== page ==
Often, in many contexts, the granting of rights to us, people who are non-conforming in our sexual orientation and gender identity and expression is seen to come at the expense of other hard won rights and freedoms.
Sometimes this is structured as the ease of visa restrictions for LGBTIQA people where women in abusive relationships and encountering violence with no justice and recourse are not given the same consideration.
Sometimes it’s extra safety and security given to LGBTIQA persons in refugee camps where young women continue to have their genitalia mutilated without State or international intervention. Or our cries for their justice and dignity.
Sometimes it’s POTUS [President of the US] insisting that SOGIE or LGBTIQA issues are put on the table for discussion while the continued militarization of Africa goes unaddressed, and political as well as socio-economic unrest births all kinds of fundamentalisms that we gloss over.
To an extent, real or limited or extended, our oppression has privileged us and this moment is a powerful opportunity to show that we stand with all other movements, people, organisations and sacrifices that have led to the recognition of Sexual Orientation and Gender Identity and Expression in local and international human rights and advocacy spaces. If we don’t recognise the sacrifice that has gone into ensuring that the struggles of queer and people non-conforming to heterosexuality are pushed to the fore, we are in danger of allowing our privilege to oppress others.
The women’s rights organisations that agreed to be fiscal hosts of our donor money when our governments would not register us. The people, thousands and hundreds that attend our pride marches, allies, fierce social justice warriors who defend us. The many non-LGBTIQA people and organisations that put their own well being at risk because they saw that our oppression was unjust and believed that an injustice to one is an injustice to all. The non-lesbians and gays that love us and protect us. The non-trans humans that defend our trans-bodies and experiences and lives. The none-queer people that stand with and for us. They too are oppressed in similar ways as we are, we cannot and should not create a hierarchy of oppression that presents our struggles as superior to those of people outside our ‘thematic area’.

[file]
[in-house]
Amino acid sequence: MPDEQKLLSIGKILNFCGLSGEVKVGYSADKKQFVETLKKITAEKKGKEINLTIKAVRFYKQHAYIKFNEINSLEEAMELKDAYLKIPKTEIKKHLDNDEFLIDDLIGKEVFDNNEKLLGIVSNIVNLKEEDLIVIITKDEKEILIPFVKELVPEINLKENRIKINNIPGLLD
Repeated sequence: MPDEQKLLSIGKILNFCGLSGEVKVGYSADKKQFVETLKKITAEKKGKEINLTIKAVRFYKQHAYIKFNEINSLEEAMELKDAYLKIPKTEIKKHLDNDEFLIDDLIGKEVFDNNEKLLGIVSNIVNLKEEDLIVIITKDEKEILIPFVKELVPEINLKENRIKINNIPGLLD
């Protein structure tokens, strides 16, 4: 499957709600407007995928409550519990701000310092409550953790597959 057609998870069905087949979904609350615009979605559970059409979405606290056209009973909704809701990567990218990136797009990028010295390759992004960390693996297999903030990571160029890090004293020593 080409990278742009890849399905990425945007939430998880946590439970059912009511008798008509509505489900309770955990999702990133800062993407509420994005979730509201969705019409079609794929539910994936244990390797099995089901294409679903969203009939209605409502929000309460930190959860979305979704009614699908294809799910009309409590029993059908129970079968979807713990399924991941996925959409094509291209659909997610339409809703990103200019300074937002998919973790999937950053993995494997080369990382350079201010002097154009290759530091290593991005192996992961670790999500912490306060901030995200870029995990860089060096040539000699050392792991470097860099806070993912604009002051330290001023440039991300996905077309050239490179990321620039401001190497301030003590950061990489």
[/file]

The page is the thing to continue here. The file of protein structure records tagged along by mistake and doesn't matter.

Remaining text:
We are asking to be seen as people, as a movement, as a collection of movements, that care about other movements, as people who are invested in the the well being of all people. Not a thematic area. We recognize the links, the curves and bends of oppression and privilege and where they are located.We see the need for collective work to push for change. We also see and are critical of power and where it lies.
And we know that the only way to guarantee our own safety, our own freedom, our own right to life and dignity and justice, is to ensure that we ALL can live better, autonomous lives.
-Sheena Gimase Magenya
(The views above are shared on an individual capacity and do not necessarily reflect the views, opinions or the position of the Coalition of African Lesbians)